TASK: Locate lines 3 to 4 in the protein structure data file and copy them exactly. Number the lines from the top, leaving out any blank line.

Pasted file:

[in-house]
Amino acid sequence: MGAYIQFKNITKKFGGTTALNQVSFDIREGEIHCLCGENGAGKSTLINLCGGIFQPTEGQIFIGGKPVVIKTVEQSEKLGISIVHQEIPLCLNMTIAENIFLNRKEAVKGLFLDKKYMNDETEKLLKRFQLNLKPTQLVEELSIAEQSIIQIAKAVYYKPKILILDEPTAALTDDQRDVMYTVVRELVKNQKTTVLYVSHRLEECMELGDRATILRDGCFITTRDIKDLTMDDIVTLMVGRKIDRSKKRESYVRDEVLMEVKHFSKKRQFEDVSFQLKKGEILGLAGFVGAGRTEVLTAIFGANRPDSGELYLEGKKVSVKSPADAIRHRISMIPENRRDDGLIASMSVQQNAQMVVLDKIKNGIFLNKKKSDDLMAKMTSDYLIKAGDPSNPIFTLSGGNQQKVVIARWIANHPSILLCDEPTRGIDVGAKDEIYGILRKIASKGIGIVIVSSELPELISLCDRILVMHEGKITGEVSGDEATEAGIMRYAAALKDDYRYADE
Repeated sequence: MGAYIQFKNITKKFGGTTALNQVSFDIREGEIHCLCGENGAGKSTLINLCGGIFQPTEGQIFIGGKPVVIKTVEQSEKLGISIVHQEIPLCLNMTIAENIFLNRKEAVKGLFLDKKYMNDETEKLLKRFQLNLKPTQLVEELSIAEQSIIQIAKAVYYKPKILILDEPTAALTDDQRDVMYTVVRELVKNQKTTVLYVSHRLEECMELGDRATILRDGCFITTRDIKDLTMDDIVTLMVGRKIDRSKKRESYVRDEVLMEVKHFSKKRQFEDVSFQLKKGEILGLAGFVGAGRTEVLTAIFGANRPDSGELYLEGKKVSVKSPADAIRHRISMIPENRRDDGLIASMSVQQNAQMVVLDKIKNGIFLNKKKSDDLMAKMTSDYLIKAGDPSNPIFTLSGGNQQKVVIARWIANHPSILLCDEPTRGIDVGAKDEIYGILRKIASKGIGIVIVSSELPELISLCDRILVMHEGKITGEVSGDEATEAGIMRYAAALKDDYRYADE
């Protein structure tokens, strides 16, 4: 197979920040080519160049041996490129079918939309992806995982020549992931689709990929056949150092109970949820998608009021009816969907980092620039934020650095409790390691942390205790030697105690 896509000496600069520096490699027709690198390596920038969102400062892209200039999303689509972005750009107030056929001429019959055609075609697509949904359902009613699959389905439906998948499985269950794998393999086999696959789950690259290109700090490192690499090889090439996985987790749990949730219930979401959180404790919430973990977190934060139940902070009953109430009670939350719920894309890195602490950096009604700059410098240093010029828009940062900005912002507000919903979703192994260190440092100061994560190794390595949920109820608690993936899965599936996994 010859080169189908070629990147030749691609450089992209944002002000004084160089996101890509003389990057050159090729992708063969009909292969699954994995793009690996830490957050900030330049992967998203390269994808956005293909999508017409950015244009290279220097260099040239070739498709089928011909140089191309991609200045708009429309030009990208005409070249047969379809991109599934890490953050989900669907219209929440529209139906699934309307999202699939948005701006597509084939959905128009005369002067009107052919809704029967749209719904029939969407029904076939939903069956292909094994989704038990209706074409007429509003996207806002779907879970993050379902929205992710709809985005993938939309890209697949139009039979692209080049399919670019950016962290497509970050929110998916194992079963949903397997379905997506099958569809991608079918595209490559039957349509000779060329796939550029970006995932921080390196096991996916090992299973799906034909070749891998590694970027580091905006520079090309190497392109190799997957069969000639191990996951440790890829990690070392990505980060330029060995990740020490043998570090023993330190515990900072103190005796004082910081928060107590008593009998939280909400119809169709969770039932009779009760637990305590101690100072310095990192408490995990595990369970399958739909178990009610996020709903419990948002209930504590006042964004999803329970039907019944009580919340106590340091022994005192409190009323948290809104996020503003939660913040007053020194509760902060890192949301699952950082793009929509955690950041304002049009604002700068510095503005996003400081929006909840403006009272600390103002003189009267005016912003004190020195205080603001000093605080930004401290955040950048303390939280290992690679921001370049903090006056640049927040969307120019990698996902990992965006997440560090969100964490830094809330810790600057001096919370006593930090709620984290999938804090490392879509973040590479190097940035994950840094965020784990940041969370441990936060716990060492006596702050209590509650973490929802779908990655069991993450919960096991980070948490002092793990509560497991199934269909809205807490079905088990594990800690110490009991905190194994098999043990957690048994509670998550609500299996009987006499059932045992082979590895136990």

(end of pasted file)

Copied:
Repeated sequence: MGAYIQFKNITKKFGGTTALNQVSFDIREGEIHCLCGENGAGKSTLINLCGGIFQPTEGQIFIGGKPVVIKTVEQSEKLGISIVHQEIPLCLNMTIAENIFLNRKEAVKGLFLDKKYMNDETEKLLKRFQLNLKPTQLVEELSIAEQSIIQIAKAVYYKPKILILDEPTAALTDDQRDVMYTVVRELVKNQKTTVLYVSHRLEECMELGDRATILRDGCFITTRDIKDLTMDDIVTLMVGRKIDRSKKRESYVRDEVLMEVKHFSKKRQFEDVSFQLKKGEILGLAGFVGAGRTEVLTAIFGANRPDSGELYLEGKKVSVKSPADAIRHRISMIPENRRDDGLIASMSVQQNAQMVVLDKIKNGIFLNKKKSDDLMAKMTSDYLIKAGDPSNPIFTLSGGNQQKVVIARWIANHPSILLCDEPTRGIDVGAKDEIYGILRKIASKGIGIVIVSSELPELISLCDRILVMHEGKITGEVSGDEATEAGIMRYAAALKDDYRYADE
């Protein structure tokens, strides 16, 4: 197979920040080519160049041996490129079918939309992806995982020549992931689709990929056949150092109970949820998608009021009816969907980092620039934020650095409790390691942390205790030697105690 896509000496600069520096490699027709690198390596920038969102400062892209200039999303689509972005750009107030056929001429019959055609075609697509949904359902009613699959389905439906998948499985269950794998393999086999696959789950690259290109700090490192690499090889090439996985987790749990949730219930979401959180404790919430973990977190934060139940902070009953109430009670939350719920894309890195602490950096009604700059410098240093010029828009940062900005912002507000919903979703192994260190440092100061994560190794390595949920109820608690993936899965599936996994 010859080169189908070629990147030749691609450089992209944002002000004084160089996101890509003389990057050159090729992708063969009909292969699954994995793009690996830490957050900030330049992967998203390269994808956005293909999508017409950015244009290279220097260099040239070739498709089928011909140089191309991609200045708009429309030009990208005409070249047969379809991109599934890490953050989900669907219209929440529209139906699934309307999202699939948005701006597509084939959905128009005369002067009107052919809704029967749209719904029939969407029904076939939903069956292909094994989704038990209706074409007429509003996207806002779907879970993050379902929205992710709809985005993938939309890209697949139009039979692209080049399919670019950016962290497509970050929110998916194992079963949903397997379905997506099958569809991608079918595209490559039957349509000779060329796939550029970006995932921080390196096991996916090992299973799906034909070749891998590694970027580091905006520079090309190497392109190799997957069969000639191990996951440790890829990690070392990505980060330029060995990740020490043998570090023993330190515990900072103190005796004082910081928060107590008593009998939280909400119809169709969770039932009779009760637990305590101690100072310095990192408490995990595990369970399958739909178990009610996020709903419990948002209930504590006042964004999803329970039907019944009580919340106590340091022994005192409190009323948290809104996020503003939660913040007053020194509760902060890192949301699952950082793009929509955690950041304002049009604002700068510095503005996003400081929006909840403006009272600390103002003189009267005016912003004190020195205080603001000093605080930004401290955040950048303390939280290992690679921001370049903090006056640049927040969307120019990698996902990992965006997440560090969100964490830094809330810790600057001096919370006593930090709620984290999938804090490392879509973040590479190097940035994950840094965020784990940041969370441990936060716990060492006596702050209590509650973490929802779908990655069991993450919960096991980070948490002092793990509560497991199934269909809205807490079905088990594990800690110490009991905190194994098999043990957690048994509670998550609500299996009987006499059932045992082979590895136990």